**Clarified butter can be purchased at some grocery stores.  Ghee can be substituted but it has a nutty taste that clarified butter does not.  I like to make my own. Put 1/2 pound of unsalted butter into a heavy-bottomed pan.  Over low heat, melt the butter and continue to cook over low.  It will start to bubble and foam as the water boils off.  The milk solids will sink to the bottom and the middle will be a clear liquid which is the clarified butter.  There will eventually be very little foam on top and you will see the golden clear liquid.  This can take up to 30 minutes depending on your pan.  When the foam is nearly gone and bubbling stops, remove from heat immediately so it doesn’t burn.  You can then pour off the liquid into a container, skimming off the foam and leaving the milk solids in the bottom.  Or strain through a cheese cloth or coffee filter to separate the clear liquid from the milk solids.  If it is well strained, the clarified butter can stay at room temperature but it is best to refrigerate and it will last for months.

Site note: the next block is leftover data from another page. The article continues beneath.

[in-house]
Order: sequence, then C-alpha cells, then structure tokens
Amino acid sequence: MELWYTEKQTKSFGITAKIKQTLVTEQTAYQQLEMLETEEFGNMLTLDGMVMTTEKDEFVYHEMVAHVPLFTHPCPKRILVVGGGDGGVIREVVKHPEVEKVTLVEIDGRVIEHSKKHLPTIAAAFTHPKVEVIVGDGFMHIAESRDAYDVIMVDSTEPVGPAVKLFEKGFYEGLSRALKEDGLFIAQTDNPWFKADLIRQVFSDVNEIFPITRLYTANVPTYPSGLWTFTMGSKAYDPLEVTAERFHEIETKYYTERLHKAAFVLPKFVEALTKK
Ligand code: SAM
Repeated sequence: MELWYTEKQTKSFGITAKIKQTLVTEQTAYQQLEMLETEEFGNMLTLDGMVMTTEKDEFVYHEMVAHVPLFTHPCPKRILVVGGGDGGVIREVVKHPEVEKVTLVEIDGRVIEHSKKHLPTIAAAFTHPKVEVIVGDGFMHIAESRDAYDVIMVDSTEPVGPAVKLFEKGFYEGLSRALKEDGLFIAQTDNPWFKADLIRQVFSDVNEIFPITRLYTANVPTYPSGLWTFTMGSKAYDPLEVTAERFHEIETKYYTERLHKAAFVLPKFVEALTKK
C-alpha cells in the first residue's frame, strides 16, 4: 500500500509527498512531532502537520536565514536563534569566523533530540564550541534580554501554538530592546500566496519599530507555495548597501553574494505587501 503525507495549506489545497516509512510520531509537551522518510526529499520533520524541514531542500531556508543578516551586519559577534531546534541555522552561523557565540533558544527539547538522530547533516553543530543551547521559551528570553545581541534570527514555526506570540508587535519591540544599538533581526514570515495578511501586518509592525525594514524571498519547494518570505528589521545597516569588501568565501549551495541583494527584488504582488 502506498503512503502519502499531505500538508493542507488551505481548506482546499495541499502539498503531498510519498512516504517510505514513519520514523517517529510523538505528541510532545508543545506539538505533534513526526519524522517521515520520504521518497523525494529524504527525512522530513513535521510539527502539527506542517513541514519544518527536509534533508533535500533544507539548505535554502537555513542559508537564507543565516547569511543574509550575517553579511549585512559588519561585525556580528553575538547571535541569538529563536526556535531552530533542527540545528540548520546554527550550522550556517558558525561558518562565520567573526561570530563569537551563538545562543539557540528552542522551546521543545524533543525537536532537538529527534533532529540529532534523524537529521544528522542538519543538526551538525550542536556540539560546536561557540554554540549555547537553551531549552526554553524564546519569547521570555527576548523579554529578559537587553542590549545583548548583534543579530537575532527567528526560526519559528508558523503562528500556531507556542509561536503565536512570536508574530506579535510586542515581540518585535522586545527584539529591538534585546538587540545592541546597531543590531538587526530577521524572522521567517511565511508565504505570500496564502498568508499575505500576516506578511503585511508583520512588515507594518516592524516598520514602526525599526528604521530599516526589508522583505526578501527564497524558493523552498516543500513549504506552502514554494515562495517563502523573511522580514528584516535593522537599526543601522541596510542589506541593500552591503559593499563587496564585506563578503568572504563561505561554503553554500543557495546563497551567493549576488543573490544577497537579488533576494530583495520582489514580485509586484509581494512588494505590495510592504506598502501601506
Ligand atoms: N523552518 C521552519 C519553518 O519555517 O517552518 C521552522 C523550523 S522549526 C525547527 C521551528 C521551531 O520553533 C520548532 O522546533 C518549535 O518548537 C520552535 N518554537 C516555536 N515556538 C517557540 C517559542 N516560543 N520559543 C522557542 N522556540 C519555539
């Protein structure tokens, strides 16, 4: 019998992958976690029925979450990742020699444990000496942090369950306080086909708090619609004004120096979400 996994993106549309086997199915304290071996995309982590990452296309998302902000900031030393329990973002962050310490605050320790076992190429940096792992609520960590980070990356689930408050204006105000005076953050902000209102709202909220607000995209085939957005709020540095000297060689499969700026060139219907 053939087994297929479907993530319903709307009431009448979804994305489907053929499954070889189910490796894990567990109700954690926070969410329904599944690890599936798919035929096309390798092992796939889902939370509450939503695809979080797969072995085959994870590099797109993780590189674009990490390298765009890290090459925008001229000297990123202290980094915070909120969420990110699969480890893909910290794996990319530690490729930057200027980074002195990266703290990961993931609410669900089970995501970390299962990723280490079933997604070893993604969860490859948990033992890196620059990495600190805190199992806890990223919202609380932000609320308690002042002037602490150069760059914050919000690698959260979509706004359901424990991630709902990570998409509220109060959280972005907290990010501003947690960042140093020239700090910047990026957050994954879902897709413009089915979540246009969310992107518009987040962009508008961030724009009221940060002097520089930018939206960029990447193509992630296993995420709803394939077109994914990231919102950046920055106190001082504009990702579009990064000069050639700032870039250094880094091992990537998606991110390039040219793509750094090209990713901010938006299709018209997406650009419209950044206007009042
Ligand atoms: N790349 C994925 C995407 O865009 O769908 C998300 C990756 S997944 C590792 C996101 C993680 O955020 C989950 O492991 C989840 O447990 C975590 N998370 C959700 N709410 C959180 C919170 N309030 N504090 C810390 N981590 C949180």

Pat's Vitello Tonnato

Pat and her husband Herbert were great friends with Paul and Julia Child.When we met, Pat and Julia had been friends for more decades than they cared to count, and upon meeting Pat you could see how she and Julia would be best pals. They had a similar way of being truly themselves, present in every moment, open to every experience, a joy to be around.